In conclusion, the Citi Impact fund is a step in the right direction, from an economic perspective. We can only hope that more banks decide to follow in CitiGroup’s footsteps.

Review of "Income Inequality, Record Bank Profits and the Citigroup Impact Investing Fund" by Minwoo Kim, Impact Investing Intern, American University.

These days, it seems that sustainable investing is a global trend. In this context, Citigroup seems to want to join the trend of the times through impact funding.

I think it is important to decide which business to invest in using criteria related to the positive impact on society such an investment may have. The question seems to be whether to place the selection and evaluation standards totally on the potential to succeed financially or on equality related factors such as status of the business owners as minority or women.

From a purely economic point of view, it would seem to be much better to put full importance on the potential to succeed financially. But we should also take the global trend toward consideration of equality and sustainable growth into account.

Though Citigroup plans to invest in minority and women-owned businesses, one concern is how can those business keep growing and move forward to the mid-long term. I think a good solution to this concern is to utilize a ‘business incubator’ approach that can systematically educate and support those women and minority-owned businesses.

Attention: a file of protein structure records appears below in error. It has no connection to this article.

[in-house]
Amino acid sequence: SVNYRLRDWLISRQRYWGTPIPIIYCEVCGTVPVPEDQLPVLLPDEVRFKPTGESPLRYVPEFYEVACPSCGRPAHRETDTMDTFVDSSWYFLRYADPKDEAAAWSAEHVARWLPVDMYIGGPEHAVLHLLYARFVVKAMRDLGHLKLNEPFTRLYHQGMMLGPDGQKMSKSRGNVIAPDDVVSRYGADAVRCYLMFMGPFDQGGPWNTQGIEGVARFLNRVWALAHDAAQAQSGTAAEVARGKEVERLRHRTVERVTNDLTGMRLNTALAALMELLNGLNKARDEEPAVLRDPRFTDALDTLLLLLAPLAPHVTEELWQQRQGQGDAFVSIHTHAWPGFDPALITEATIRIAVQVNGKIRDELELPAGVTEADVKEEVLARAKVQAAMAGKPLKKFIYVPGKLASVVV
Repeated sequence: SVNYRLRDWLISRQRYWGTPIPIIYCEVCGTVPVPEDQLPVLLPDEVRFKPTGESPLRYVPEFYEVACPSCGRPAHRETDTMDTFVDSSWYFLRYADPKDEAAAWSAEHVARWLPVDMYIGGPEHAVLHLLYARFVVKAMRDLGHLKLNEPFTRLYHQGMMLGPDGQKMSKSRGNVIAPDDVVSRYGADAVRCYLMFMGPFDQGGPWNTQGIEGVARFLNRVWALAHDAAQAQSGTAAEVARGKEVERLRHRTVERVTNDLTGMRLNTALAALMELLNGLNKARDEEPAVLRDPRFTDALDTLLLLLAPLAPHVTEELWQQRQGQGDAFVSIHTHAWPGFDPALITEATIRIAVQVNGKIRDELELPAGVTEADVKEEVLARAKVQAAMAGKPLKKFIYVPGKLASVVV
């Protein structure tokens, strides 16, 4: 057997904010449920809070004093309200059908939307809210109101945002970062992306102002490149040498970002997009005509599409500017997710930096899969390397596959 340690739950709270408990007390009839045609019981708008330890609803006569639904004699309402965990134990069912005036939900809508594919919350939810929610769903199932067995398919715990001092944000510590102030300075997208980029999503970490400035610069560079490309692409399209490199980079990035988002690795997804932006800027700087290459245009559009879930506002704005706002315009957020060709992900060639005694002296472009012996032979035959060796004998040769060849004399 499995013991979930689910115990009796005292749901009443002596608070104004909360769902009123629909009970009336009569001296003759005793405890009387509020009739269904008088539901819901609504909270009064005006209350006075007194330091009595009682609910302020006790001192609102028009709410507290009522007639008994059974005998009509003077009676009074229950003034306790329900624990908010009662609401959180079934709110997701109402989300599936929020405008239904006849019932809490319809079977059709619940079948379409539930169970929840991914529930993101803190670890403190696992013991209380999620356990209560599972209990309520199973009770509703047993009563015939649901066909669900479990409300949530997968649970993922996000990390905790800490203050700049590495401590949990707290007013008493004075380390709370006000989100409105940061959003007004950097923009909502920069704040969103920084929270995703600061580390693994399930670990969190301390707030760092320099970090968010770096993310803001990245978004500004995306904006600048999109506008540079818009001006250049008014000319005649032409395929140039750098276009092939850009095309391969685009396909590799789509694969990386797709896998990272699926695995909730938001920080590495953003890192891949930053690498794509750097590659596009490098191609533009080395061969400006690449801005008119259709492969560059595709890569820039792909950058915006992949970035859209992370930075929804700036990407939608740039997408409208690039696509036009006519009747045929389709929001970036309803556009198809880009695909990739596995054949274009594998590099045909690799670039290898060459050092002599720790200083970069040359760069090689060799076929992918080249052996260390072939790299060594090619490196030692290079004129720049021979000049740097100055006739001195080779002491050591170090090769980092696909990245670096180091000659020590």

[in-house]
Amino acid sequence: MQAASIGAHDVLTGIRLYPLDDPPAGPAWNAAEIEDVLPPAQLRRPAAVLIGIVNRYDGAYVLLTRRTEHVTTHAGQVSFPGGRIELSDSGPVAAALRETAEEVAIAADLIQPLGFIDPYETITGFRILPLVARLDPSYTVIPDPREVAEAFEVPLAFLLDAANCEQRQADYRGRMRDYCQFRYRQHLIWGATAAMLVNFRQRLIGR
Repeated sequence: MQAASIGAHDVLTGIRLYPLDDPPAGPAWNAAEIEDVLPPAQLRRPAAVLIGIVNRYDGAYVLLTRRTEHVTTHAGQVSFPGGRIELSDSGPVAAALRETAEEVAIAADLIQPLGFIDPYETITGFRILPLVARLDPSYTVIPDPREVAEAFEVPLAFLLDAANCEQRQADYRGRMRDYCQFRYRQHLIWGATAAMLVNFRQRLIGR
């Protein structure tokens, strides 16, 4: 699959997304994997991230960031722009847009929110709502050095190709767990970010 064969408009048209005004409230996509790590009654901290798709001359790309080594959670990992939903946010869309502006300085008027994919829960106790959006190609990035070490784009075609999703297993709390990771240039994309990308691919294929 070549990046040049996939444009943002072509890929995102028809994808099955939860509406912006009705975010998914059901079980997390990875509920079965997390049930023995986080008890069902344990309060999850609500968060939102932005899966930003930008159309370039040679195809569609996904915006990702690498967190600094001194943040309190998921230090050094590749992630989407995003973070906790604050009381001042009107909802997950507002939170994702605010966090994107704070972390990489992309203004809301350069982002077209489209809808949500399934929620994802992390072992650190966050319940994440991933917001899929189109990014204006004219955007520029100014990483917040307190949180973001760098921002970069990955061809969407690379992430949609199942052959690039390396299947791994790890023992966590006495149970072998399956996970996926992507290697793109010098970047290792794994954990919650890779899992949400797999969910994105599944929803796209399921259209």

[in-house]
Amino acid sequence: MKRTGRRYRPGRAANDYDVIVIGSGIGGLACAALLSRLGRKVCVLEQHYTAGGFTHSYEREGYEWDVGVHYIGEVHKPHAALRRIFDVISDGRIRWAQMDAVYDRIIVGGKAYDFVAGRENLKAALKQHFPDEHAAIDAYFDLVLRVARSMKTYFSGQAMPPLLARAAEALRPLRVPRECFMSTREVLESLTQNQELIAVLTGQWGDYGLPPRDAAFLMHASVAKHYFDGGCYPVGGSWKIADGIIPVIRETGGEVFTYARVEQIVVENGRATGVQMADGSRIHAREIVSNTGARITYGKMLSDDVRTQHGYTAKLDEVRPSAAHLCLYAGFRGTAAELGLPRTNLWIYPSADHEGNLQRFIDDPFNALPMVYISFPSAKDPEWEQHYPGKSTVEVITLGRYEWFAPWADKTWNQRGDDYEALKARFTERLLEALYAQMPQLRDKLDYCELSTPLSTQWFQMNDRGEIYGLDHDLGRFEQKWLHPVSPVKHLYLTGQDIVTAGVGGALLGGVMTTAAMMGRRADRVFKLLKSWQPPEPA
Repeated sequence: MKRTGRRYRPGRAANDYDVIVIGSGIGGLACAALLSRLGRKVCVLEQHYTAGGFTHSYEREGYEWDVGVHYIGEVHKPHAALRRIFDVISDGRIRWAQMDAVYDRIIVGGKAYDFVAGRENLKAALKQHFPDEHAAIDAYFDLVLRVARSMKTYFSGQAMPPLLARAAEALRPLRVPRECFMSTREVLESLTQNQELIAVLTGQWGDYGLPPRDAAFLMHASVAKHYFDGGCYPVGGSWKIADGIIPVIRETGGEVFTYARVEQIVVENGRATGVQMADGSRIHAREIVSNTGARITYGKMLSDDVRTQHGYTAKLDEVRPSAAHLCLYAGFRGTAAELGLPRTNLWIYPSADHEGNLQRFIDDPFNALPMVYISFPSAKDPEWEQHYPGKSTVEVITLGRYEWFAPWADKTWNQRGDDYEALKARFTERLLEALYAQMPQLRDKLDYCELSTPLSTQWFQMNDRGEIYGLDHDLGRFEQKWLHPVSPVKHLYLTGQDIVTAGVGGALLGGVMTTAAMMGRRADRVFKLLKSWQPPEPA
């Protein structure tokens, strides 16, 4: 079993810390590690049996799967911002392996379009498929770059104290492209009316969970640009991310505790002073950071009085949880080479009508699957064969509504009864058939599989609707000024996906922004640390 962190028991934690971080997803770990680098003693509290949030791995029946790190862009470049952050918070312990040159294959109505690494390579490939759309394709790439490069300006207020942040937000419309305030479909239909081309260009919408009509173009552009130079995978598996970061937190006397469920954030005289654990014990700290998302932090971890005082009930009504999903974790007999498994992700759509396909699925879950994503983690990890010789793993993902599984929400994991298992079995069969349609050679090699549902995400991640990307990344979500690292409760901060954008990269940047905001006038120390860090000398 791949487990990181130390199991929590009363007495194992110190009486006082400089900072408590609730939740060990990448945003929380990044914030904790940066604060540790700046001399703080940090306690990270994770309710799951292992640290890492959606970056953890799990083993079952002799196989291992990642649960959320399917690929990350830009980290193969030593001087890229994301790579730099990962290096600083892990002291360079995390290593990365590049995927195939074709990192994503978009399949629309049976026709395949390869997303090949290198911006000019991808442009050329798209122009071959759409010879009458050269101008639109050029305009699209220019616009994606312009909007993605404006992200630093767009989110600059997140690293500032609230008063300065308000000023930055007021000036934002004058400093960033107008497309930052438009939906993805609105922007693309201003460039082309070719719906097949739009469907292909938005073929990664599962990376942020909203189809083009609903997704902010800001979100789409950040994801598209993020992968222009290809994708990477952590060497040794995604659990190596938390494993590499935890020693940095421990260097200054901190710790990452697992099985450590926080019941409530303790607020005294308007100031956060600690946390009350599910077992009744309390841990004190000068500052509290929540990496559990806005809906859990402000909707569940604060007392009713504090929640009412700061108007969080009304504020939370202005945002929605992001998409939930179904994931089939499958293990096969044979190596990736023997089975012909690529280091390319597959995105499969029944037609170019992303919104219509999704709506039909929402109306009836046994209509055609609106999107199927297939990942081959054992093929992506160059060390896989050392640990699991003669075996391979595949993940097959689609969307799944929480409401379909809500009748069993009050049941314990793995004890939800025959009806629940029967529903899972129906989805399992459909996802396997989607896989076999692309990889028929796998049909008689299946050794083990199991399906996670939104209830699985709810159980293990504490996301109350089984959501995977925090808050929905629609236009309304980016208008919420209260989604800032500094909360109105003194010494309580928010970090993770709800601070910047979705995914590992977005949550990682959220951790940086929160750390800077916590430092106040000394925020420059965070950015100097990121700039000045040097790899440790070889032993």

This way, we can help them get through the well documented difficulties in the start-up stage and move on to the next growth stage, rather than just supplying short-term financing.

(Edited by William Michael Cunningham).

Saturday, January 25, 2020

Citi's Impact Fund. Comments by Jalil Boulahssas, Impact Investing Intern, University of Richmond

As Citigroup establishes its $150 million Impact Fund, it takes aim at the issue of funding minority-owned businesses. A fund like this one should look to create a successful equity financing vehicle in a sector with few sources of financial support.

Banks have extended less credit to small firms than they did prior to the Great Recession. According to a Richmond Federal Reserve study, 51% of black-owned small businesses experienced challenges in the availability of credit, compared to 30% of white-owned small businesses. (1)